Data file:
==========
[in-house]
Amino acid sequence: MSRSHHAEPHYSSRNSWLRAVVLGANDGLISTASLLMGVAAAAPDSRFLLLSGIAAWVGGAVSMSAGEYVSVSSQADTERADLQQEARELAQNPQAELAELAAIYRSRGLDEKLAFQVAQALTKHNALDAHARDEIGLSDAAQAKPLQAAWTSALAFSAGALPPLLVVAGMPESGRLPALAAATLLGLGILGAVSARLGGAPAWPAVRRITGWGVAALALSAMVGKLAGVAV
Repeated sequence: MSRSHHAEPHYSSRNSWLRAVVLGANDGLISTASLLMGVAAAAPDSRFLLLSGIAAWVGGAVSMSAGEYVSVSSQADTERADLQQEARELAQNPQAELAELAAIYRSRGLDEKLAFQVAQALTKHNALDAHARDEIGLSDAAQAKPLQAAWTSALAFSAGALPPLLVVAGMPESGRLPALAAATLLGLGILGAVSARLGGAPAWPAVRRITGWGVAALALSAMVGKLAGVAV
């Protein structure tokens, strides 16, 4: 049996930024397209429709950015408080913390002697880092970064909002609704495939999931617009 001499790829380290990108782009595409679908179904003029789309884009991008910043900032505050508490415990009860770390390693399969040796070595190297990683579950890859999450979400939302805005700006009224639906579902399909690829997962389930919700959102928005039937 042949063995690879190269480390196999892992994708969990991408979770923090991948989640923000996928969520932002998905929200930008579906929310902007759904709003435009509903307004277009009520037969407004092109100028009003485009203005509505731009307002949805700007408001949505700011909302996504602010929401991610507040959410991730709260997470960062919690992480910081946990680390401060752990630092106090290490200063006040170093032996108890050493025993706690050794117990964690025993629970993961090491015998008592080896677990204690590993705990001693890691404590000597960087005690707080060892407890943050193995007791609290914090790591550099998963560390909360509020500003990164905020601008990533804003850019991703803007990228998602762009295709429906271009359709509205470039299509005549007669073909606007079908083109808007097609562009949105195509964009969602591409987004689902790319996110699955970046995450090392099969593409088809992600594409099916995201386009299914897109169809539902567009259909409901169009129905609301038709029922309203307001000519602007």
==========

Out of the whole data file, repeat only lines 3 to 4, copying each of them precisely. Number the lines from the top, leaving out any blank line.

Repeated sequence: MSRSHHAEPHYSSRNSWLRAVVLGANDGLISTASLLMGVAAAAPDSRFLLLSGIAAWVGGAVSMSAGEYVSVSSQADTERADLQQEARELAQNPQAELAELAAIYRSRGLDEKLAFQVAQALTKHNALDAHARDEIGLSDAAQAKPLQAAWTSALAFSAGALPPLLVVAGMPESGRLPALAAATLLGLGILGAVSARLGGAPAWPAVRRITGWGVAALALSAMVGKLAGVAV
């Protein structure tokens, strides 16, 4: 049996930024397209429709950015408080913390002697880092970064909002609704495939999931617009 001499790829380290990108782009595409679908179904003029789309884009991008910043900032505050508490415990009860770390390693399969040796070595190297990683579950890859999450979400939302805005700006009224639906579902399909690829997962389930919700959102928005039937 042949063995690879190269480390196999892992994708969990991408979770923090991948989640923000996928969520932002998905929200930008579906929310902007759904709003435009509903307004277009009520037969407004092109100028009003485009203005509505731009307002949805700007408001949505700011909302996504602010929401991610507040959410991730709260997470960062919690992480910081946990680390401060752990630092106090290490200063006040170093032996108890050493025993706690050794117990964690025993629970993961090491015998008592080896677990204690590993705990001693890691404590000597960087005690707080060892407890943050193995007791609290914090790591550099998963560390909360509020500003990164905020601008990533804003850019991703803007990228998602762009295709429906271009359709509205470039299509005549007669073909606007079908083109808007097609562009949105195509964009969602591409987004689902790319996110699955970046995450090392099969593409088809992600594409099916995201386009299914897109169809539902567009259909409901169009129905609301038709029922309203307001000519602007």